I ate lunch with my grandmother today. This doesn’t happen as often as you’d think it would, given that she lives two houses down from me, and walking to her house from mine isn’t exactly physically exhausting. It’s two houses down, and the houses aren’t far apart.
I didn’t have to entertain her in any way, which was good because my life hasn’t been all that exciting. She regaled me with stories about her life, some of which I already knew because she had told me before, but others I hadn’t heard yet. There were stories of her childhood, stories of her early adult life and raising my dad and uncle, tales of what happened on the days that I just got too distracted or busy to see her (which also happens far more often than it should).
At some point she told me that I’d never know what it was like growing up when she did. She grew up during the Great Depression. Every time I think the current economy is bad, I think about the Great Depression and realize that my grandparents grew up during that time. It was real for them, not something they read out of a book. Sure, she was a kid, but she, like kids now, picked up on what was going on. She and her siblings rode with her dad in a wagon with two horses to a field to work in it, and that’s how they got their food. This was life back then.
And then she told me that her parents and grandparents told her the same thing when she was young. That’s good to know; every generation realizes that the generations after will never know the pains of growing up in the past. So what am I supposed to tell kids of the future? In that crotchety old voice, I’ll tell them, Why, when I was your age:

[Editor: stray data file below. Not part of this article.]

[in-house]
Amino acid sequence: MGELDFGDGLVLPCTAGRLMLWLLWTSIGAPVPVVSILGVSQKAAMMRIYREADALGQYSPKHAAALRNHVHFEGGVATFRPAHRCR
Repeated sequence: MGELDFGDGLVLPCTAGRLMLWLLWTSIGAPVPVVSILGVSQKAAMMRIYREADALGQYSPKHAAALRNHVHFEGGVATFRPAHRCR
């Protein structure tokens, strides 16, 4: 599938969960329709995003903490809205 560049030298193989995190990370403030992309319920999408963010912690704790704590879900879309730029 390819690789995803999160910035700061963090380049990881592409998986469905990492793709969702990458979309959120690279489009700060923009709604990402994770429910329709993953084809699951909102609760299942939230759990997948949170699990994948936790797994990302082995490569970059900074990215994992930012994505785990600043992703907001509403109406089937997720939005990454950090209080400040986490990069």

Pluto was a planet.
You couldn’t turn to the Internet for an answer. You actually had to go to a book and look it up.
Facebook didn’t exist. If we wanted to stalk someone we had to do it by following them around and risk looking like a creep.
We played outside and LIKED it. We got in the dirt, we ran, we sweated. We exercised.
We talked to people on the telephone if we wanted to contact them. None of this Facebook or texting business. No, we actually dialed a number and waited for them to answer and listened to their voice.
We read paper books, listened to physical CDs and cassettes, and watched VHS tapes and DVDs.
Kids didn’t get their own landline, much less a cell phone, much less a freaking smartphone. What’s up with that?
We checked in with our parents, not on Foursquare.
There were only 150 Pokemon. You could name all of them in the Pokerap, and catching them all was actually feasible.
We knew what tape players, floppy disks, VCRs, and Polaroid cameras are.
Finally, we remembered the age of being able to write and record things on paper, occasionally in cursive. Who does that anymore?